Back Up Plan if the BS Does Not Work - Explorer FX4

Zander1ni

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I'm going to suggest something a bit wild here but a friend of mine went this route...

A Certified Preowned Porsche Cayenne 3.0L V6 Turbo Diesel

1) 240HP but... 406lb-ft torque
2) Has dual range transfer Case for Rock Crawling off-road capability
3) 21 city/28 hwy but he's reportedly getting 35mpg with other forum people hitting near 40mpg (supposedly)
4)Any issues are Covered under warranty (3yr-36K)... any basic wear and tear or maintenance take it to a local shop for saving.

He got it for around $35K and these Diesel engines last Forever.
Honestly coming from a diesel I wouldn’t recommend this.

tdi engines are not bulletproof and when the warranty runs out the emissions gear will cost more than the car to repair. These have multiple cats, DPF, EGR, adblue. These parts have a 10 year 120k warranty.

outside this I highly recommend this car. I have a Touareg tdi (basically the same) it’s gets low 20s in the city and high 20s on the highway.With all terrains it off roads like a beast.

it’s is very very hard to find a cayenne with low range gearing and the adjustable air suspension. Maybe 1 in 100 have the off road package.



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Cyclone Cowboy

Cyclone Cowboy

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@Cyclone Cowboy how about the new 2021 Ford F-150 Hybrid with a 700 mile range, add a topper and carry the gear in the back?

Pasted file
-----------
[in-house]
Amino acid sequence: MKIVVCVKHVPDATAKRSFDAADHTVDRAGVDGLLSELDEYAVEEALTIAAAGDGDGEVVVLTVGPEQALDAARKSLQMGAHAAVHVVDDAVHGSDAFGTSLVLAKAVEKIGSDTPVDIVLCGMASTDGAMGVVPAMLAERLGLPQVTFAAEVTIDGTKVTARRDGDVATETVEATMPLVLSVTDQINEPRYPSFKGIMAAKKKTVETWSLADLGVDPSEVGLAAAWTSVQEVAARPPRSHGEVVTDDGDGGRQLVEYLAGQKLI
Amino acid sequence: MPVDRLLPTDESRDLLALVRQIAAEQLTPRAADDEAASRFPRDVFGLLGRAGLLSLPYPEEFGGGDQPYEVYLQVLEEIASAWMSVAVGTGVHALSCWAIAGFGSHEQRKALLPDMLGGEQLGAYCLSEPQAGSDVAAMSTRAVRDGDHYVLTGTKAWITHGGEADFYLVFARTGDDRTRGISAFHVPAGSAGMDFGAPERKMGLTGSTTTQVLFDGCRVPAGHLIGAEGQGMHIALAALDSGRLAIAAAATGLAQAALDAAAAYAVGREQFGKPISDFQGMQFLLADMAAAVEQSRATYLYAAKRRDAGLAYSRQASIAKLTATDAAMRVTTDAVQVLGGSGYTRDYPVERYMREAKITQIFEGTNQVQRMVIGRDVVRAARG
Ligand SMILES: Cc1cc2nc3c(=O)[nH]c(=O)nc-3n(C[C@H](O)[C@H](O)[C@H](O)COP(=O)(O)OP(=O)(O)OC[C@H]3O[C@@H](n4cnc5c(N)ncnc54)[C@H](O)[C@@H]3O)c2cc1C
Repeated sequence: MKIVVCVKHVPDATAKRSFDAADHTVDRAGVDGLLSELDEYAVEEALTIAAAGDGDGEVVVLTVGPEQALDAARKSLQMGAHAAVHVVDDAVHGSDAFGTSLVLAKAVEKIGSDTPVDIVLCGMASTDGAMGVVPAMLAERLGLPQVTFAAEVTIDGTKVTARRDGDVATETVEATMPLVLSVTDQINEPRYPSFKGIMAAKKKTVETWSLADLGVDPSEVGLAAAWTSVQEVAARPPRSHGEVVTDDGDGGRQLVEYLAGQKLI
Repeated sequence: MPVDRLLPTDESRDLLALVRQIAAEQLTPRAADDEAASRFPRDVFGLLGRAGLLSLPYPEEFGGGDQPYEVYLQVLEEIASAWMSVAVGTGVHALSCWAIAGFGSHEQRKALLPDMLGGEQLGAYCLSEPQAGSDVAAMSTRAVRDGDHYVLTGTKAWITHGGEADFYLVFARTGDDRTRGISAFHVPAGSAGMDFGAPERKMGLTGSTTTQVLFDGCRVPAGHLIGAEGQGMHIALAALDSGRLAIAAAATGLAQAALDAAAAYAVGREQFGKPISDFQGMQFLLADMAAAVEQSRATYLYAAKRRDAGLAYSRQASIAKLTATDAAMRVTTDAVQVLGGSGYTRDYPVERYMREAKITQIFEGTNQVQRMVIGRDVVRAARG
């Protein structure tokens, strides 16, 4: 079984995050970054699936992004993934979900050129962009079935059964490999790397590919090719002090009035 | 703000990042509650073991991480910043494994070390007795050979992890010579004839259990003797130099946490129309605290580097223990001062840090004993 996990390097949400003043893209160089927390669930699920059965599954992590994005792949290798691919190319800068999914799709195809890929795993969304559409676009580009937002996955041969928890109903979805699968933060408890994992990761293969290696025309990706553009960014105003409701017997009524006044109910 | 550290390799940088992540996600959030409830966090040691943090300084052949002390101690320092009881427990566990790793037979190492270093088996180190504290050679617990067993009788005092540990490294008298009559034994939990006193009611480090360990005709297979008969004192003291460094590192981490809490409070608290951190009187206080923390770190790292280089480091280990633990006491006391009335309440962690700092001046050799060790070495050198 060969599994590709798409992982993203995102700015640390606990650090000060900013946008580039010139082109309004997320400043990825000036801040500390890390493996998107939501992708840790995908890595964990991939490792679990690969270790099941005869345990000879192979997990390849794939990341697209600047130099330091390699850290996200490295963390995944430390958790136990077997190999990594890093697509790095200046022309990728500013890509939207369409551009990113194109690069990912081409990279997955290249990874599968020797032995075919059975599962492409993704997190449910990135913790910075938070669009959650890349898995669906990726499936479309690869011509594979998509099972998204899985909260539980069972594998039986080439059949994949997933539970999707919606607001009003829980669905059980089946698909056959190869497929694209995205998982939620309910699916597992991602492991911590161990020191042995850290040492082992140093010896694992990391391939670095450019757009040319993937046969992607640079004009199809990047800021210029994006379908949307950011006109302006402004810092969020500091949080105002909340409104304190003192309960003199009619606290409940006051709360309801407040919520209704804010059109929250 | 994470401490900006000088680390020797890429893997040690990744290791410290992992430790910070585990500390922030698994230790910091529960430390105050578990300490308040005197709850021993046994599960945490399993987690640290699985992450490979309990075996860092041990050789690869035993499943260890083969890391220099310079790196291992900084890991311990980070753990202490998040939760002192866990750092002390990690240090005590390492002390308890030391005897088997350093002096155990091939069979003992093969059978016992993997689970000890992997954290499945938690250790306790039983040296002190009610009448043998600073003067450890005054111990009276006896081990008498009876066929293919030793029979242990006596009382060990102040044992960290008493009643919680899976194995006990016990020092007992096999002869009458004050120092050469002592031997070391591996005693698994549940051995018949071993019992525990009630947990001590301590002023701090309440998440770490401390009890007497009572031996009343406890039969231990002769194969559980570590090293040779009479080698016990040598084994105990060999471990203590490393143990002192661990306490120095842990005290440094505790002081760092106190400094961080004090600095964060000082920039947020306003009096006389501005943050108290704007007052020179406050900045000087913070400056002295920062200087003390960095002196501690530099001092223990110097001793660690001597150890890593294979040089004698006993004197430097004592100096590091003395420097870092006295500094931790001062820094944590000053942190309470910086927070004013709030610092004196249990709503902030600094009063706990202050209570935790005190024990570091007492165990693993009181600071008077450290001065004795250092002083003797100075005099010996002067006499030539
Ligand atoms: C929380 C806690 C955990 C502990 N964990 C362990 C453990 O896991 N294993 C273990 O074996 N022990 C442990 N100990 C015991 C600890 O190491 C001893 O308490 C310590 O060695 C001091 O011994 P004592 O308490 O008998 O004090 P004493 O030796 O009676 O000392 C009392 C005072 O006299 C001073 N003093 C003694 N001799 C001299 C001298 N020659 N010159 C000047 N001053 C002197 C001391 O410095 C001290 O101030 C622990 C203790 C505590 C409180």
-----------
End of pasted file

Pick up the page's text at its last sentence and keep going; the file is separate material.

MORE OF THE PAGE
https://www.caranddriver.com/reviews/a34716469/2021-ford-f-150-hybrid-by-the-numbers/
The problem with high-end, electric pick-ups right now is pricing and charging. Most are going to be over $75k with extended mileage options. The 700 mile batteries will require about 800v to charge overnight. The converters for that much power don't exist yet. Otherwise, a 120v. charger would take days. Not an option for storm chasing. None of these vehicles will be available until 2023 at the soonest.

We are truly between the evolution of electric vehicles and gasoline-based engines. The biggest issue right now is charging. My father designed a battery system about 20 years ago that allows the driver to pull into a "battery station" and exchange a universal battery in seconds. I thought he was nuts. Maybe not.
 

North7

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The problem with high-end, electric pick-ups right now is pricing and charging. Most are going to be over $75k with extended mileage options. The 700 mile batteries will require about 800v to charge overnight. The converters for that much power don't exist yet. Otherwise, a 120v. charger would take days. Not an option for storm chasing. None of these vehicles will be available until 2023 at the soonest.

We are truly between the evolution of electric vehicles and gasoline-based engines. The biggest issue right now is charging. My father designed a battery system about 20 years ago that allows the driver to pull into a "battery station" and exchange a universal battery in seconds. I thought he was nuts. Maybe not.
Thats unfortunate, I thought the F-150 gas engine recharged the batteries on the go.
 

Sparky

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Thats unfortunate, I thought the F-150 gas engine recharged the batteries on the go.